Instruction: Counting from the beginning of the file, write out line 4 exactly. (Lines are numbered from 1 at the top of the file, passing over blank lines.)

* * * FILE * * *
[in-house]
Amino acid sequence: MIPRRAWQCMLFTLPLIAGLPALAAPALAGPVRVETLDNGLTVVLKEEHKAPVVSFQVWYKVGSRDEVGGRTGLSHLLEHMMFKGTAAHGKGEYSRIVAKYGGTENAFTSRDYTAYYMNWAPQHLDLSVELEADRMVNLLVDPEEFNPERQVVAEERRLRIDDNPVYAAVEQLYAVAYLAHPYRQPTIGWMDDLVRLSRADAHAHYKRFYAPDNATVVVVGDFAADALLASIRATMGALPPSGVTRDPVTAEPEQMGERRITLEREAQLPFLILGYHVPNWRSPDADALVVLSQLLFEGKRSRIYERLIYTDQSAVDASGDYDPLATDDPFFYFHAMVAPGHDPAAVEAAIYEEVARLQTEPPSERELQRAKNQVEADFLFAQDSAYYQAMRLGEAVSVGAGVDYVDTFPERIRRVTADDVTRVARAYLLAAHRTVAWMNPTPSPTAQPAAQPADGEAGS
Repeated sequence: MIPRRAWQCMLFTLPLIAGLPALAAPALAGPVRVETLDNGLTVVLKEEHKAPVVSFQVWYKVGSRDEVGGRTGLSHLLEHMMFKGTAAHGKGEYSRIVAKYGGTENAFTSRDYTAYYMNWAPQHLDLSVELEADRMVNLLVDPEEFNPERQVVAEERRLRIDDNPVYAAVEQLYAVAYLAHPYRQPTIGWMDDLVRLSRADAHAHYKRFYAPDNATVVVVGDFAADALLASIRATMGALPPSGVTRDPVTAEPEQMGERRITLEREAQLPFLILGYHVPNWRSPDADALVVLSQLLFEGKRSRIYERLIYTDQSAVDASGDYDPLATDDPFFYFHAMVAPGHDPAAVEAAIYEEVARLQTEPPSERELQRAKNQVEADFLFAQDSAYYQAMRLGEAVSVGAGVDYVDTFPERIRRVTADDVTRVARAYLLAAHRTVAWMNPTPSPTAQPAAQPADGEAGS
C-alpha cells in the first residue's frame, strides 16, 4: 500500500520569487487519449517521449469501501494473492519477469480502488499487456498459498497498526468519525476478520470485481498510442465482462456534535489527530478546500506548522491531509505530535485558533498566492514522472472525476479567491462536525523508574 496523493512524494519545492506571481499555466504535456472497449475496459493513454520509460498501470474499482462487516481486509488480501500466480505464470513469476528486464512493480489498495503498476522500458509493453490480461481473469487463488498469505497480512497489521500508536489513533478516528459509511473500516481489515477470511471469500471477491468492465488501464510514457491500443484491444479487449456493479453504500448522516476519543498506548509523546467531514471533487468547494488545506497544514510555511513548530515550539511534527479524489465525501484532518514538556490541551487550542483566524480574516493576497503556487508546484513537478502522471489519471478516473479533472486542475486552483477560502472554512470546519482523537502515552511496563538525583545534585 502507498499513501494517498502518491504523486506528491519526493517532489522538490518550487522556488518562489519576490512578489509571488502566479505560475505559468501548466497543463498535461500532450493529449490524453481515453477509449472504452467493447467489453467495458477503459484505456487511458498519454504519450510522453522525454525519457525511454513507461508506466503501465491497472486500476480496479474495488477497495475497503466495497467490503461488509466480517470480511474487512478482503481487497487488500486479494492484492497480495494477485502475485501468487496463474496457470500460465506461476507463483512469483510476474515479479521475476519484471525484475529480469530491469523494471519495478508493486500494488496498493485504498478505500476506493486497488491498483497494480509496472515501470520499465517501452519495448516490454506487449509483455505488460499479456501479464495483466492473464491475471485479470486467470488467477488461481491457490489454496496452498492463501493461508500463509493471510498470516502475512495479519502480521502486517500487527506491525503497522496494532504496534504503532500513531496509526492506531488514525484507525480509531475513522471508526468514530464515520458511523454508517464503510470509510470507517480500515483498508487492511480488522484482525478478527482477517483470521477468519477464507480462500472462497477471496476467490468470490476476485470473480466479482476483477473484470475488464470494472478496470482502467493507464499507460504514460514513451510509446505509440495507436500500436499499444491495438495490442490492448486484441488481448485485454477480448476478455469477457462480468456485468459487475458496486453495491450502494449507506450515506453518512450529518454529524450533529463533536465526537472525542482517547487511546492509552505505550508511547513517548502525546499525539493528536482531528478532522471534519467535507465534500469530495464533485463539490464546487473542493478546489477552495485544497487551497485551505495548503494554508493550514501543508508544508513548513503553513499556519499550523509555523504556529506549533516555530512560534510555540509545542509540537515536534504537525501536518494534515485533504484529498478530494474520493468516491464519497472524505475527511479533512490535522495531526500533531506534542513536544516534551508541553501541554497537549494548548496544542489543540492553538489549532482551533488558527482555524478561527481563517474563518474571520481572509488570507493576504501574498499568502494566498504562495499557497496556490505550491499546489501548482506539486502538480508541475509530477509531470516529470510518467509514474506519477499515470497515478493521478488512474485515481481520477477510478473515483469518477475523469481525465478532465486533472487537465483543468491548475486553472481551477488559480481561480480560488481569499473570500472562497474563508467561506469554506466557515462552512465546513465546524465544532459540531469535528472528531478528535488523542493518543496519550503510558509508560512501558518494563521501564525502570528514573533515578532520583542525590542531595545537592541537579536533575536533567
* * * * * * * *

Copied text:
C-alpha cells in the first residue's frame, strides 16, 4: 500500500520569487487519449517521449469501501494473492519477469480502488499487456498459498497498526468519525476478520470485481498510442465482462456534535489527530478546500506548522491531509505530535485558533498566492514522472472525476479567491462536525523508574 496523493512524494519545492506571481499555466504535456472497449475496459493513454520509460498501470474499482462487516481486509488480501500466480505464470513469476528486464512493480489498495503498476522500458509493453490480461481473469487463488498469505497480512497489521500508536489513533478516528459509511473500516481489515477470511471469500471477491468492465488501464510514457491500443484491444479487449456493479453504500448522516476519543498506548509523546467531514471533487468547494488545506497544514510555511513548530515550539511534527479524489465525501484532518514538556490541551487550542483566524480574516493576497503556487508546484513537478502522471489519471478516473479533472486542475486552483477560502472554512470546519482523537502515552511496563538525583545534585 502507498499513501494517498502518491504523486506528491519526493517532489522538490518550487522556488518562489519576490512578489509571488502566479505560475505559468501548466497543463498535461500532450493529449490524453481515453477509449472504452467493447467489453467495458477503459484505456487511458498519454504519450510522453522525454525519457525511454513507461508506466503501465491497472486500476480496479474495488477497495475497503466495497467490503461488509466480517470480511474487512478482503481487497487488500486479494492484492497480495494477485502475485501468487496463474496457470500460465506461476507463483512469483510476474515479479521475476519484471525484475529480469530491469523494471519495478508493486500494488496498493485504498478505500476506493486497488491498483497494480509496472515501470520499465517501452519495448516490454506487449509483455505488460499479456501479464495483466492473464491475471485479470486467470488467477488461481491457490489454496496452498492463501493461508500463509493471510498470516502475512495479519502480521502486517500487527506491525503497522496494532504496534504503532500513531496509526492506531488514525484507525480509531475513522471508526468514530464515520458511523454508517464503510470509510470507517480500515483498508487492511480488522484482525478478527482477517483470521477468519477464507480462500472462497477471496476467490468470490476476485470473480466479482476483477473484470475488464470494472478496470482502467493507464499507460504514460514513451510509446505509440495507436500500436499499444491495438495490442490492448486484441488481448485485454477480448476478455469477457462480468456485468459487475458496486453495491450502494449507506450515506453518512450529518454529524450533529463533536465526537472525542482517547487511546492509552505505550508511547513517548502525546499525539493528536482531528478532522471534519467535507465534500469530495464533485463539490464546487473542493478546489477552495485544497487551497485551505495548503494554508493550514501543508508544508513548513503553513499556519499550523509555523504556529506549533516555530512560534510555540509545542509540537515536534504537525501536518494534515485533504484529498478530494474520493468516491464519497472524505475527511479533512490535522495531526500533531506534542513536544516534551508541553501541554497537549494548548496544542489543540492553538489549532482551533488558527482555524478561527481563517474563518474571520481572509488570507493576504501574498499568502494566498504562495499557497496556490505550491499546489501548482506539486502538480508541475509530477509531470516529470510518467509514474506519477499515470497515478493521478488512474485515481481520477477510478473515483469518477475523469481525465478532465486533472487537465483543468491548475486553472481551477488559480481561480480560488481569499473570500472562497474563508467561506469554506466557515462552512465546513465546524465544532459540531469535528472528531478528535488523542493518543496519550503510558509508560512501558518494563521501564525502570528514573533515578532520583542525590542531595545537592541537579536533575536533567